Shapiro offers managed services to support manufacturers in achieving their ESG goals. From metal and nonmetal recycling to fluid recovery, Shapiro’s team of sustainability experts can help companies implement a comprehensive sustainability strategy and measure and report on the data to demonstrate the impact of the program. Through plant analysis with Shapiro’s sustainability experts, companies can take the next step towards a more sustainable future for their businesses and the community. Interested manufacturers can connect with a Shapiro representative online to start the conversation.

What is ESG?

Video Transcript:

(Melissa):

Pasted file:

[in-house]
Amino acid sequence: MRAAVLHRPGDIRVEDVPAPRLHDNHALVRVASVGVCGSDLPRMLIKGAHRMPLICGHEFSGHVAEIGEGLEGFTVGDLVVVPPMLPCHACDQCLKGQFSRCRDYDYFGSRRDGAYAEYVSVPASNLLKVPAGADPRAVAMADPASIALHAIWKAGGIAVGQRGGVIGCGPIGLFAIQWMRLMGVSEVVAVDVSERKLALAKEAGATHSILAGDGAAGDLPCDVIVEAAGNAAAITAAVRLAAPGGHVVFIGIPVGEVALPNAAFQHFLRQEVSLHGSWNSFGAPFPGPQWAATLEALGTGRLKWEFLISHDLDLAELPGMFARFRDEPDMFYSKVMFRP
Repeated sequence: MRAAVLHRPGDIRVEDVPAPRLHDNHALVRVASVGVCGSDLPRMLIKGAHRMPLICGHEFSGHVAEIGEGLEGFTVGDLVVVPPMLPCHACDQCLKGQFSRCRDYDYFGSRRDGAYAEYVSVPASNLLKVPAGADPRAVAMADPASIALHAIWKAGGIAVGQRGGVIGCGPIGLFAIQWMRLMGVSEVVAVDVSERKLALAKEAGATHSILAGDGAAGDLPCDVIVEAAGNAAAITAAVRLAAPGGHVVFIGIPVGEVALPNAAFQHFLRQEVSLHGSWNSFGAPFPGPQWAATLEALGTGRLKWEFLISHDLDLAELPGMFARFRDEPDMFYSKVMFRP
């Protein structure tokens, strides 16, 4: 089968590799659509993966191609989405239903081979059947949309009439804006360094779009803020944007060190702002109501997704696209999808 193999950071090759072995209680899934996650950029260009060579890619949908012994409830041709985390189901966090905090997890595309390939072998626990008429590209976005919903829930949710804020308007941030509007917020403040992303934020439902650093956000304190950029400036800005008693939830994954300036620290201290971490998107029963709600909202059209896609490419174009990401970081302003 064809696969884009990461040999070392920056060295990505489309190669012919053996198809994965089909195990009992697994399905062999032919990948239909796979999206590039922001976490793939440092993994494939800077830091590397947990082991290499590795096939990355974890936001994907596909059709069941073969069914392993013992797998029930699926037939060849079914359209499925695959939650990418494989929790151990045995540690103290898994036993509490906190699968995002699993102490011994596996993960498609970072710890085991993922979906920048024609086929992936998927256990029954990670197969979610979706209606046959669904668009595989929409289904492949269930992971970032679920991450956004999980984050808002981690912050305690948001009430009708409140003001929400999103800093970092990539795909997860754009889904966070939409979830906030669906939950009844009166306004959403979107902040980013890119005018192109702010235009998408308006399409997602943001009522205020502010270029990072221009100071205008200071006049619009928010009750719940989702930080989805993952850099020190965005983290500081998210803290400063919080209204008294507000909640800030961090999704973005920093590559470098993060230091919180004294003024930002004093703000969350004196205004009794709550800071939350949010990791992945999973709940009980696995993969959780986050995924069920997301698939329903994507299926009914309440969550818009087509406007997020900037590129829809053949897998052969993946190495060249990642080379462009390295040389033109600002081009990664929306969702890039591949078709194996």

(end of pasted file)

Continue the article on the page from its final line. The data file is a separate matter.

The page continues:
“Today, I’m going to talk about ESG. I’m going to explain what that means and what it means to you. And I get to do that from my favorite place on earth, Forest Park in St. Louis, Missouri. It’s a really great representation of why I do what I do every day. I’m Melissa Today I’m going to talk about ESG. I’m going to explain what that means and what it means to you. And I get to do that from my favorite place on earth Forest Park in St. Louis, Missouri. It’s a really great representation of why I do what I do every day. I’m Melissa with Shapiro and my job every day is to work with manufacturing facilities to manage their waste streams in an environmentally friendly way. environment, social governance, or ESG, in its simplest form, is a way of evaluating, monitoring and measuring the impact of humans on the planet. In 2016, all 191 member states of the United Nations agreed unanimously to 17, sustainable development goals. These included everything from access to clean water for all access to reusable, renewable energy for all to eradicating racism, and poverty. So let’s think of a company that produces washing machines and their manufacturing facility, they’re going to have waste streams that come out of there, they’re unrelated to the product. So for example, they have parts that come into the facility that they used to make the washing machine, it enters the facility, on a wooden pallet, in a cardboard box, with a plastic strap securing it to the pallet. So the worst thing that could happen to those materials is that they end up in the trash and ultimately a landfill. better alternatives are reusing the pallets, recycling the cardboard and the plastic. This is not only good for the environment, this can be a revenue stream for the company, for example, they can sell this scrap metal to a scrap metal processor, who then prepares it for a foundry or a mill to recycle. This is all part of ESG because he being the environment, we are recycling or reusing things rather than sending them to the landfill. Companies are going to be responsible for and are already thinking about now as they design their products is what happens to the product once it’s out in the market. And what happens to the product once it is at its end of life. So if I’m manufacturing the washing machine, I need to be thinking about what happens when that washing machine no longer works, what is the customer going to do with the washing machine. That’s called extended producer responsibility. And we’re going to cover that in detail in another video. S is social. And this is all about people and communities. So if you think of it from a company perspective, we’re talking about the employees has the company leadership set up structures, rules, regulations, to make sure that the people that work together and that work for this company are protected physically and emotionally in the role that they have within their companies. The other part of that for a company is its role in the community companies are expected to be corporate citizens, they’re expected to make contributions to not for profit organizations within the community, be on not for profit boards and help in any way that can improve the sustainability for the environment, as well as for the people that live in the communities where they conduct business. So that’s the s that’s social, D is governance. And that is the rules and regulations that a company uses to ensure that they are making decisions that are environmentally sustainable, that protect their people, and the communities they live in. So when you think about all three of those together, you can see how they can work toward that vision that the United Nations had when they developed those 17 Sustainable Development Goals. We are now measuring ESG with an ESG score. This score helps the company represent to their shareholders, how they’re performing and taking care of the environment and their people and the communities that they work in while producing their products in a profitable way. If you liked this content, subscribe to our channel with Shapiro, and my job every day is to work with manufacturing facilities to manage their waste streams in an environmentally friendly way. Environmental, social, and governance, or ESG, in its simplest form, is a way of evaluating, monitoring and measuring the impact of humans on the planet. In 2016, all 191 member states of the United Nations agreed unanimously to 17 sustainable development goals. These included everything from access to clean water for all to reusable, renewable energy for all, to eradicating racism and poverty. So let’s think of a company that produces washing machines and their manufacturing facility, they’re going to have waste streams that come out of there. They’re unrelated to the product. So for example, they have parts that come into the facility that they used to make the washing machine. It enters the facility, on a wooden pallet, in a cardboard box with a plastic strap securing it to the pallet. So the worst thing that could happen to those materials is that they end up in the trash and ultimately a landfill. Better alternatives are reusing the pallets, recycling the cardboard and the plastic. This is not only good for the environment, this can be a revenue stream for the company. For example, they can sell this scrap metal to a scrap metal processor, who then prepares it for a foundry or a mill to recycle. This is all part of ESG because “E”- being the environment- we are recycling or reusing things rather than sending them to the landfill. Companies are going to be responsible for, and are already thinking about as they design their products, is what happens to the product once it’s out in the market and what happens to the product once it is at its end of life. So if I’m manufacturing the washing machine, I need to be thinking about what happens when that washing machine no longer works. What is the customer going to do with the washing machine? That’s called extended producer responsibility. We’re going to cover that in detail in another video. “S” is social. This is all about people and communities. So if you think of it from a company perspective, we’re talking about the employees. As the company leadership set up structures, rules, regulations, to make sure that the people that work together and that work for this company are protected physically and emotionally in the role that they have within their companies. The other part of that for a company is its role in the community. Companies are expected to be corporate citizens. They’re expected to make contributions to not for profit organizations within the community, be on not for profit boards, and help in any way that can improve the sustainability for the environment, as well as for the people that live in the communities where they conduct business. So that’s the “S”. That’s social. “G” is governance. That is the rules and regulations that a company uses to ensure that they are making decisions that are environmentally sustainable, that protect their people, and the communities they live in. So when you think about all three of those together, you can see how they can work toward that vision that the United Nations had when they developed those 17 Sustainable Development Goals. We are now measuring ESG with an ESG score. This score helps the company represent to their shareholders, how they’re performing and taking care of the environment, their people, and the communities that they work in while producing their products in a profitable way. If you liked this content, subscribe to our channel.”